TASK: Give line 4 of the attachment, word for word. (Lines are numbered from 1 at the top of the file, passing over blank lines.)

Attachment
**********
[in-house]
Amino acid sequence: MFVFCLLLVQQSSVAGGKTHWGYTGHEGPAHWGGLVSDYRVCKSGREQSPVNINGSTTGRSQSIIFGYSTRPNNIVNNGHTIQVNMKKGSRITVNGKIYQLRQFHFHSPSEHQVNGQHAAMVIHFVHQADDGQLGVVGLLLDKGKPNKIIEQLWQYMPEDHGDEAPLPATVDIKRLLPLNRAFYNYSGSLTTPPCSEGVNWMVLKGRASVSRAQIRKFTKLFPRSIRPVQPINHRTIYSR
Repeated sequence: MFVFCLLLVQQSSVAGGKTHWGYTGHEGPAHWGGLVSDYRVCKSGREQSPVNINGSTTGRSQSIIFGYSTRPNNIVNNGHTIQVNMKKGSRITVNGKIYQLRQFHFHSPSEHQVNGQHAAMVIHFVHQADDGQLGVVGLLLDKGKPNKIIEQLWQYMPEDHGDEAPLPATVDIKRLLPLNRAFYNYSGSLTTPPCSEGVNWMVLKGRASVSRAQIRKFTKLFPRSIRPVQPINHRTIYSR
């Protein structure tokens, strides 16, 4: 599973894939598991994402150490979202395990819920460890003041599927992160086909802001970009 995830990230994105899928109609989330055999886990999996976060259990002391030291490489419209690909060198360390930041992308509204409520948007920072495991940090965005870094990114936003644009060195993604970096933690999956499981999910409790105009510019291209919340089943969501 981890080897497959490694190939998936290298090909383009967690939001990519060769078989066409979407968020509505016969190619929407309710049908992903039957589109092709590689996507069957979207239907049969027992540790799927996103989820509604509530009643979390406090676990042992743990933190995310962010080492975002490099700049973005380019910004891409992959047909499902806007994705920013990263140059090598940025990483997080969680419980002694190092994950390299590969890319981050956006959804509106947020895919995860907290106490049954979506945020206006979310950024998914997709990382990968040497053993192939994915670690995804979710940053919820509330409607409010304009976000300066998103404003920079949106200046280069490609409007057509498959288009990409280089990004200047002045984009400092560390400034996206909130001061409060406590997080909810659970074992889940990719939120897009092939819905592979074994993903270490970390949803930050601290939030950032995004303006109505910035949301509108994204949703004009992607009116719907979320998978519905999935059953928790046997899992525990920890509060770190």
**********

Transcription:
């Protein structure tokens, strides 16, 4: 599973894939598991994402150490979202395990819920460890003041599927992160086909802001970009 995830990230994105899928109609989330055999886990999996976060259990002391030291490489419209690909060198360390930041992308509204409520948007920072495991940090965005870094990114936003644009060195993604970096933690999956499981999910409790105009510019291209919340089943969501 981890080897497959490694190939998936290298090909383009967690939001990519060769078989066409979407968020509505016969190619929407309710049908992903039957589109092709590689996507069957979207239907049969027992540790799927996103989820509604509530009643979390406090676990042992743990933190995310962010080492975002490099700049973005380019910004891409992959047909499902806007994705920013990263140059090598940025990483997080969680419980002694190092994950390299590969890319981050956006959804509106947020895919995860907290106490049954979506945020206006979310950024998914997709990382990968040497053993192939994915670690995804979710940053919820509330409607409010304009976000300066998103404003920079949106200046280069490609409007057509498959288009990409280089990004200047002045984009400092560390400034996206909130001061409060406590997080909810659970074992889940990719939120897009092939819905592979074994993903270490970390949803930050601290939030950032995004303006109505910035949301509108994204949703004009992607009116719907979320998978519905999935059953928790046997899992525990920890509060770190």